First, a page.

May 2, 2016

The Pull List: 27 April 2016, Part 3

The mysterious Empirakul have travelled from one dimension to another murdering every magician and sorcerer they have encountered, and destroying all remnants of magic across countless realities. Now they have arrived on Earth, decimating its magic users and capturing Stephen Strange. Now in issue #7 we finally get some back story about their lead Imperator, and some indication on where the storyline is headed from here.

There is still a lingering problem over this series regarding just how similar this "Last Days of Magic" story arc is to Jason Aaron's "Godkiller" arc on Thor: God of Thunder. That story, which was exceptional, followed an alien invader whose civilization had been destroyed by gods and had thus transformed himself into an all-powerful god-destroyer. Here it's exactly the same origin and story, only with a word-replace from 'gods' to 'magic'. The writing is good, the characters and engaging, and Chris Bachalo's artwork is busy but energetic, however I suspect many readers will have seen it all before. I suspect anybody who did not read Aaron's earlier story will enjoy this a hell of a lot more than those who did. As one who enjoyed "Godkiller" immensely, this new volume of Doctor Strange is just a tiny bit unsatisfying - still great, but I feel it could have been even better. (4/5)

Doctor Strange #7. Marvel. Written by Jason Aaron. Art by Chris Bachalo, Tim Townsend, Al Vey, Mark Irwin, John Livesay, Victor Olazaba and Jaime Mendoza. Colours by Chris Bachalo.

Under the cut: reviews of Black Canary, Micronauts, Superman Wonder Woman and 3 Devils.

Black Canary #11
DC Comics. Written by Brenden Fletcher. Art by Sandy Jarrell and Wayne Faucher. Colours by Lee Loughridge.
Dinah's globe-trotting adventure continues with a battle in a German concert venue against a 1980s pop music demon. That sentence alone sells Black Canary #11 pretty well, and it benefits from great art by Sandy Jarrell and really engaging and likeable characters. One more issue and this title wraps up, but it's great to see the New 52 pop star version of Black Canary is shifting over to a relaunch of Birds of Prey in July. She works best with Batgirl and Huntress anyway. (3/5)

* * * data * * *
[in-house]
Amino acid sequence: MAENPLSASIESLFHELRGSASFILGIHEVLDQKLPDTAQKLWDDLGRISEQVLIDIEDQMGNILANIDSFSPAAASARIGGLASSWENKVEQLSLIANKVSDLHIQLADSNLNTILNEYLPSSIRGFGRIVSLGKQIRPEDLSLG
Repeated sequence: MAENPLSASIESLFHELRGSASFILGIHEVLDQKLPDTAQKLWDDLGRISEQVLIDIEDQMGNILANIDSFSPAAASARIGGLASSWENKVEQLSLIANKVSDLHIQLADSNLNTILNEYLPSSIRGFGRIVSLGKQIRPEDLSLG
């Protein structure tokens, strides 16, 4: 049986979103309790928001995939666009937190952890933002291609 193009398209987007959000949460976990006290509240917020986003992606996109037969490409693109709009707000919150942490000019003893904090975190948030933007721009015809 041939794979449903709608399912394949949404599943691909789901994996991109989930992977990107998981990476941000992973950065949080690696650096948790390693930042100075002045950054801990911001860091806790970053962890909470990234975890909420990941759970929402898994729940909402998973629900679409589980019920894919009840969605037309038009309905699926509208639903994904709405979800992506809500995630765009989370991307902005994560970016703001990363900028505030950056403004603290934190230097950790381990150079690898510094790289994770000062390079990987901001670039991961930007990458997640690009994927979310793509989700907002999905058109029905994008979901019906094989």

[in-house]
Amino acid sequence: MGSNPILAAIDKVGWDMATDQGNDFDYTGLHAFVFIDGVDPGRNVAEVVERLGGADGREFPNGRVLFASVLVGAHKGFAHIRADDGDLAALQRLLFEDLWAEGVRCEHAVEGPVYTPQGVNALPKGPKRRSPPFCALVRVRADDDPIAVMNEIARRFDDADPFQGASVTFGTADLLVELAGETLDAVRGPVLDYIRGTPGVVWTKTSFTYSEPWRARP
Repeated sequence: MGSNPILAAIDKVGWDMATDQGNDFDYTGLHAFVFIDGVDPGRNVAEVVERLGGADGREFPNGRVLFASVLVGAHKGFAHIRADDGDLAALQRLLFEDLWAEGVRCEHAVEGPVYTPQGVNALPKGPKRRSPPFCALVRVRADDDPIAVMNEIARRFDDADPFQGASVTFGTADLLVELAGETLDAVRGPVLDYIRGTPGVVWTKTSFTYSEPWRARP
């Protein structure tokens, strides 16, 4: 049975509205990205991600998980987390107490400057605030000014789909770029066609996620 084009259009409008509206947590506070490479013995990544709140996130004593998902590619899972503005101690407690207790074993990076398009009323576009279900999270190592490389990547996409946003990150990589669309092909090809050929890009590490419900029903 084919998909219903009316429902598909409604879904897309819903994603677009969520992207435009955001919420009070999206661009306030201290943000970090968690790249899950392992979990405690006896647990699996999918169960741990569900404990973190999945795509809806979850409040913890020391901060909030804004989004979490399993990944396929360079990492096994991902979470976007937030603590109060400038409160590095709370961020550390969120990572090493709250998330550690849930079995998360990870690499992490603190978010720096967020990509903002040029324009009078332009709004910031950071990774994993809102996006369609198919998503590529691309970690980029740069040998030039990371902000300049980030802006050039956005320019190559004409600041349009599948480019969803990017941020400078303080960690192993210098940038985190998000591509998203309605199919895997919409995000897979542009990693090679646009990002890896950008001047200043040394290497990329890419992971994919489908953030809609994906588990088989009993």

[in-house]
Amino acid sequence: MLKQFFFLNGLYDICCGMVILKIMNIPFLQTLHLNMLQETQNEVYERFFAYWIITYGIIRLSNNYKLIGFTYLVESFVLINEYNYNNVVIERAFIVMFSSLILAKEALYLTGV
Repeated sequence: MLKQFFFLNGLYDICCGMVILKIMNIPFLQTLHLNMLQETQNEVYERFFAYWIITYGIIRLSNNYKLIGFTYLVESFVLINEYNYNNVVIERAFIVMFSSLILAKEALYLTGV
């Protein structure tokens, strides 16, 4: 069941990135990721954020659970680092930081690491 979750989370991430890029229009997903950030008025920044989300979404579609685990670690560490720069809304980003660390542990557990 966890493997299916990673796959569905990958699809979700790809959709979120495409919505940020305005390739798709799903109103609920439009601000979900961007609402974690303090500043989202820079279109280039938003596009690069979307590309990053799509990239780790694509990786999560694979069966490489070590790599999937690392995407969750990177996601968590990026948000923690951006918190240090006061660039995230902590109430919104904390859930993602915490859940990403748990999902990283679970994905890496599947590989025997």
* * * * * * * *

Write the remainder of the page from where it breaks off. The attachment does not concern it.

Micronauts #1
IDW. Written by Cullen Bunn. Breakdowns by Al Baldeon. Finishes by Fico Ossio, Max Dunbar, Jack Lawrence and David Baldeon. Colours by David Garcia Cruz, Joana Lafuente, Thomas Deer and John-Paul Bove.
The Micronauts are one of those weird pop culture artefacts over which a small minority of hardcore fans fuss madly while the broader comic-reading community are likely to scratch their heads and move on. There is a science fiction adventure kicking off here, but in all honesty it is not a particularly original or engaging one. The characters do not stand out, and while there is some fairly nice artwork - the work of nine people, mind - it simply never manages to get out of first gear. As it's both expensive and a little dull, Micronauts is a little difficult to recommend. (2/5)

Superman Wonder Woman #28
DC Comics. Written by Peter J. Tomasi. Art by Ed Benes. Colours by Alex Sinclair.
I just flat-out don't like the idea of Superman and Wonder Woman being a romantic couple. It is not the loss of the Superman-Lois Lane relationship, but more the broader idea that Superman in love with an ordinary non-super-powered woman is a lot more interesting than two god-like beings falling for one another. Despite that there is some nice story development in this fourth issue of "The Last Days of Superman". A violent man claiming to be Superman - and exhibiting his recent solar burst powers - has been taken prisoner by ARGUS, and that not only draws Superman and Wonder Woman to see him but also heralds the return of recent super-villain Ulysses. The complications are slowly building up here - I just hope Tomasi finds time to properly resolve them in this storyline's final four issues. (3/5)

3 Devils #2
IDW. Story and art by Bo Hampton. Colours by Jeremy Mohler.
Now that we're two issues in, I have really become quite taken with Bo Hampton's horror-western hybrid 3 Devils. Thus far the horror has taken a relative back seat to the western elements, but the beautifully composed old-fashioned artwork is enormously appealing and Hampton takes great care here to flesh out and develop his two lead characters. There's also a wonderful sense of play, with Hampton juggling apparent clich├ęs like vampires, gypsies and zombies but blending them will real issues like racism and bigotry, and the iconic visual trappings of the Old West. It's wonderful. (4/5)

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